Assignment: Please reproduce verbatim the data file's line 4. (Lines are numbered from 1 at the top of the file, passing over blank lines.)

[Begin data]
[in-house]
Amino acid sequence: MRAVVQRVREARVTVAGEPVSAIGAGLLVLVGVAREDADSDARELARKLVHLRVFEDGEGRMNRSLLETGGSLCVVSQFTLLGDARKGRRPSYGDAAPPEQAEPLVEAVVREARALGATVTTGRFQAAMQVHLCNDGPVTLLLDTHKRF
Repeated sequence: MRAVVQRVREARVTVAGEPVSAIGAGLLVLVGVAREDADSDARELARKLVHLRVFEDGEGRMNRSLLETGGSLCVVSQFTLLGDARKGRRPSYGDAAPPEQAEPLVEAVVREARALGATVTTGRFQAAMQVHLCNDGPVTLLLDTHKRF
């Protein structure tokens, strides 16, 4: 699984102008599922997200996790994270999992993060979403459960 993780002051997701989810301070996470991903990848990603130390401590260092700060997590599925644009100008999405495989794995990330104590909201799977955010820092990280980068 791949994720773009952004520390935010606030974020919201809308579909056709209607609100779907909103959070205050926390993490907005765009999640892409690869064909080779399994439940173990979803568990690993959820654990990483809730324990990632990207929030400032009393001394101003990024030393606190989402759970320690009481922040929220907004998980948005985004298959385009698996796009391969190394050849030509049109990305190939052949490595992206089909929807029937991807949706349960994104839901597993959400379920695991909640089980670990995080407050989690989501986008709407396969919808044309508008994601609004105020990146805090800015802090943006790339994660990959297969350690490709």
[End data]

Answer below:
């Protein structure tokens, strides 16, 4: 699984102008599922997200996790994270999992993060979403459960 993780002051997701989810301070996470991903990848990603130390401590260092700060997590599925644009100008999405495989794995990330104590909201799977955010820092990280980068 791949994720773009952004520390935010606030974020919201809308579909056709209607609100779907909103959070205050926390993490907005765009999640892409690869064909080779399994439940173990979803568990690993959820654990990483809730324990990632990207929030400032009393001394101003990024030393606190989402759970320690009481922040929220907004998980948005985004298959385009698996796009391969190394050849030509049109990305190939052949490595992206089909929807029937991807949706349960994104839901597993959400379920695991909640089980670990995080407050989690989501986008709407396969919808044309508008994601609004105020990146805090800015802090943006790339994660990959297969350690490709």